Less overhead, cost savings, and improved performance – With containerized apps, there’s no need for things like the full guest OSs or hypervisors needed by VMs. This lower overhead can translate into reduced hardware and software licensing costs. Aside from potential cost saving, there are performance gains generate by faster boot times, smaller memory footprints, etc.

High portability across varied environments – Since containers are abstracted from host OSs, each container will run the same way in any location. That’s an enormous productivity boost not only for developers but for users as well. As mentioned above a containerized apps can be developed in one environment, tested in another, and then ported and deployed to yet another. That frees up developers’ time to work on other important projects.

Utility and resilience with microservices – Containerized app often have microservices ‘under the hood’. With microservices, an app’s core functions are broken down into smaller services, each of which can be built and deployed independently. If a microservice fails, it doesn’t affect the other microservices in the collective container. The failed component can be repaired separately and redeployed on-the-fly without causing any app downtime.

Ease of management with orchestration – Containers have lots of moving parts that get spun up and down dynamically in just seconds. That makes managing all those components ideal for an automated approach. Container orchestration systems provide that automation. They drive automated processes for managing all that complexity so that IT and DevOps teams don’t have to worry about it.

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Kubernetes – The Orchestration System of Choice

Kubernetes is an open source orchestration system for containers. A recent market research report on container orchestration adoption highlighted how Kubernetes now dominates this category with a 77% market share. When adoptions of Red Hat OpenShift and Rancher are added (both are built on Kubernetes), the number grows to 89%. With roughly 90% of all deployments, it it’s fair to say that Kubernetes is now the industry’s de facto standard for container orchestration.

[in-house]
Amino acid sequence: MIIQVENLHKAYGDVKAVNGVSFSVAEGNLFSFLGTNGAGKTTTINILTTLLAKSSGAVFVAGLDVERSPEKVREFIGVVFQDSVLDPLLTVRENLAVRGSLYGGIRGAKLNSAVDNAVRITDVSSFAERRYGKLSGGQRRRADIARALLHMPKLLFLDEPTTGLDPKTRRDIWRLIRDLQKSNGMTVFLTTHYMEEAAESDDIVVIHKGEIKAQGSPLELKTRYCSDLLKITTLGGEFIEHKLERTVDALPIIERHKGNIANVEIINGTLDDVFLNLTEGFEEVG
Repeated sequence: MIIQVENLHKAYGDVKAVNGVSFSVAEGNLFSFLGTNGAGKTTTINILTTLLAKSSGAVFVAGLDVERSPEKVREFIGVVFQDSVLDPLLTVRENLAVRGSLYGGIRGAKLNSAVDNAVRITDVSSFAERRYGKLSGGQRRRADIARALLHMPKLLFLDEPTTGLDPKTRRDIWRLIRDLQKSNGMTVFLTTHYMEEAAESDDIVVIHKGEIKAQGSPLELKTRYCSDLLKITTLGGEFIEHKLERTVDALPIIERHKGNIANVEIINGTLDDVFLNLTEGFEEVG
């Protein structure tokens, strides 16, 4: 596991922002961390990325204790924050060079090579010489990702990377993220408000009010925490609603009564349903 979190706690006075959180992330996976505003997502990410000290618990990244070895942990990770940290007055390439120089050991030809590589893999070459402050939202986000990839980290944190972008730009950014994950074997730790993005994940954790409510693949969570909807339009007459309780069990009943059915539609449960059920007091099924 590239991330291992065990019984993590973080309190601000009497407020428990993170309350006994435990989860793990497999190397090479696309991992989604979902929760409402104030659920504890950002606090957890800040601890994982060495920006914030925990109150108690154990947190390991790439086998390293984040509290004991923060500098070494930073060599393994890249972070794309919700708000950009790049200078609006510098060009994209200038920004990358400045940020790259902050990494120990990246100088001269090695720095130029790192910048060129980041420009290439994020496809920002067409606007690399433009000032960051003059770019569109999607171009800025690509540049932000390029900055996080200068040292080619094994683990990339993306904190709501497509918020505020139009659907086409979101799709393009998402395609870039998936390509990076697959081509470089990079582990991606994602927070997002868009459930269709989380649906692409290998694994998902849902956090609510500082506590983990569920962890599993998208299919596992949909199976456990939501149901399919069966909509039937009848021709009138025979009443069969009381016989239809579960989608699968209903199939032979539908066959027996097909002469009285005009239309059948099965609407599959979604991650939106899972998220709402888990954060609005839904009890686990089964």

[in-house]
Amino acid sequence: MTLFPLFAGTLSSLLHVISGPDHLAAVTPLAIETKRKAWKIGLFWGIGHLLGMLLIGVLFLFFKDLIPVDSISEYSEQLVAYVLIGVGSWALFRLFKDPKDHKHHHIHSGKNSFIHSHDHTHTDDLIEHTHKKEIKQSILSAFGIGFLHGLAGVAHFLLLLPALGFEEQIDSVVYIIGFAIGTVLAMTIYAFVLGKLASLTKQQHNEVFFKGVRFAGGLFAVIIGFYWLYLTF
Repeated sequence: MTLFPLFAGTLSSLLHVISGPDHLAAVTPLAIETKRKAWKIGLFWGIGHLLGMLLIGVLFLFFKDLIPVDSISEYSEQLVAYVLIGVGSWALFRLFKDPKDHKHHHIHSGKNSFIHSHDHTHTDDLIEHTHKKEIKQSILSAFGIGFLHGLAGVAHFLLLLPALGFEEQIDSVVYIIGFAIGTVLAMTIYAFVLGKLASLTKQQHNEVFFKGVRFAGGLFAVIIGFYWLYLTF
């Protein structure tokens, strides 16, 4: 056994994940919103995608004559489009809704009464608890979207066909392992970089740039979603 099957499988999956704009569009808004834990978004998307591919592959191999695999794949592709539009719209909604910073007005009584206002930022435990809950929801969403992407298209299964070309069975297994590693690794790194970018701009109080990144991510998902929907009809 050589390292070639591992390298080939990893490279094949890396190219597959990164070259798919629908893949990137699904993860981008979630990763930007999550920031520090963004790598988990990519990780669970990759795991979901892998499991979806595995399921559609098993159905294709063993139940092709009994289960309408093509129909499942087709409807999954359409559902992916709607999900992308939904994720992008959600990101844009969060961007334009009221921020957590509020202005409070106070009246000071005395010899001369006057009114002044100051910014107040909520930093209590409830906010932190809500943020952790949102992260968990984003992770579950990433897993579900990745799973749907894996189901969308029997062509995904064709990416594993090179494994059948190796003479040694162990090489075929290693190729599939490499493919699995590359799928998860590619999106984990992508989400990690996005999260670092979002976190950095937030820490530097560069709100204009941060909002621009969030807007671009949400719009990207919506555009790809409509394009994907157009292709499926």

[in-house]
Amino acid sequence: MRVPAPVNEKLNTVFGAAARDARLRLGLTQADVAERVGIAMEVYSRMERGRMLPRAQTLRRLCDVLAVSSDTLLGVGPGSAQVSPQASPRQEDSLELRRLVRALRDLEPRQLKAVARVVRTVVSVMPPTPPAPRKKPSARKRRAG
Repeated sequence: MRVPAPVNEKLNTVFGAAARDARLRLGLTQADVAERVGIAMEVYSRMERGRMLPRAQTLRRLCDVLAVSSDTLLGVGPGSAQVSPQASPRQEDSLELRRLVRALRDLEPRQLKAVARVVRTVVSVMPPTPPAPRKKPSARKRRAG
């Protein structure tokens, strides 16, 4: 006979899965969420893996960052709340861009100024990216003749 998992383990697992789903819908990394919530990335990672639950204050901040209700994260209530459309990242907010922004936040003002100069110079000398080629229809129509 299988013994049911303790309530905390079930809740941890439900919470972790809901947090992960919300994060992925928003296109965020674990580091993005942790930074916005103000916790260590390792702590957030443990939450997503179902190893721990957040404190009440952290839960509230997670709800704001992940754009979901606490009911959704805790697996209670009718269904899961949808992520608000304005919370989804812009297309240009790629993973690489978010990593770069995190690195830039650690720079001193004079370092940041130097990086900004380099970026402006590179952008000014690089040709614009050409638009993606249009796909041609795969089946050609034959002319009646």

Why is Kubernetes so popular? The main reasons are its power and flexibility. Based on technology originally developed by Google, Kubernetes is now maintained by the Cloud Native Computing Foundation. It provides key services for containerized apps that leverage cloud-based architectures and microservices. Kubernetes offers IT and DevOps teams seemingly endless options for how to automate their deployment, scaling, and ongoing operation and management of their containerized applications across clusters. Able to work in on-premise or hybrid data centers, and across public or private clouds, Kubernetes automatically places workloads, restarts applications, and can dynamically spin up or de-provision resources to match demand in real time.

Kubernetes makes it not only feasible but easy for teams to manage containerized applications at scale. Its powerful capabilities allow teams to automate app rollouts and rollbacks, and automatically add storage resources as needed. It also handles load balancing automatically, and can proactively repair and restart containers that are not operating properly. With its unmatched power and flexibility, Kubernetes can smooth out IT modernization and digital transformation initiatives, delivering compelling benefits along the way.

One of these benefits is how Kubernetes can speed up entire DevOps processes with its automation features and array of pre-built templates. The net result is faster time-to-market for new apps and services. Another source of substantial benefits is Kubernetes’ ability to Increase developer productivity. With its ‘build once, run anywhere’ traits, Kubernetes enables developers to focus and streamline their work. Increasing app reliability and lowering resource costs are two more areas in which Kubernetes delivers value. With their modular structures and collections of discrete microservices, container-based apps are easier to maintain – and Kubernetes facilitates that. And since container-based applications generally require fewer system resources than apps developed in more traditional ways, enterprises that adopt this approach often see significant reductions in IT resource costs.